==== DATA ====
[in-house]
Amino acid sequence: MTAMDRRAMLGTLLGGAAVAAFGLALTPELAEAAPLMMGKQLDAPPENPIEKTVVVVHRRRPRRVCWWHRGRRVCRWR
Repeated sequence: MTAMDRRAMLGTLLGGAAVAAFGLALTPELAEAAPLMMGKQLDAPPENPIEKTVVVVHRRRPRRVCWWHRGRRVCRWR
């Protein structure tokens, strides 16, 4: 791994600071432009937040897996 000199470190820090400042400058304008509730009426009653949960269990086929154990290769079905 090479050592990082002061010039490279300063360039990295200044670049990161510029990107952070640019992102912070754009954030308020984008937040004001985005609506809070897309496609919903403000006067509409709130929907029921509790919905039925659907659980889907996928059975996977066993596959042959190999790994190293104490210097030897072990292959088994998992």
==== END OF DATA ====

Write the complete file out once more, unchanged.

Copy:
[in-house]
Amino acid sequence: MTAMDRRAMLGTLLGGAAVAAFGLALTPELAEAAPLMMGKQLDAPPENPIEKTVVVVHRRRPRRVCWWHRGRRVCRWR
Repeated sequence: MTAMDRRAMLGTLLGGAAVAAFGLALTPELAEAAPLMMGKQLDAPPENPIEKTVVVVHRRRPRRVCWWHRGRRVCRWR
């Protein structure tokens, strides 16, 4: 791994600071432009937040897996 000199470190820090400042400058304008509730009426009653949960269990086929154990290769079905 090479050592990082002061010039490279300063360039990295200044670049990161510029990107952070640019992102912070754009954030308020984008937040004001985005609506809070897309496609919903403000006067509409709130929907029921509790919905039925659907659980889907996928059975996977066993596959042959190999790994190293104490210097030897072990292959088994998992």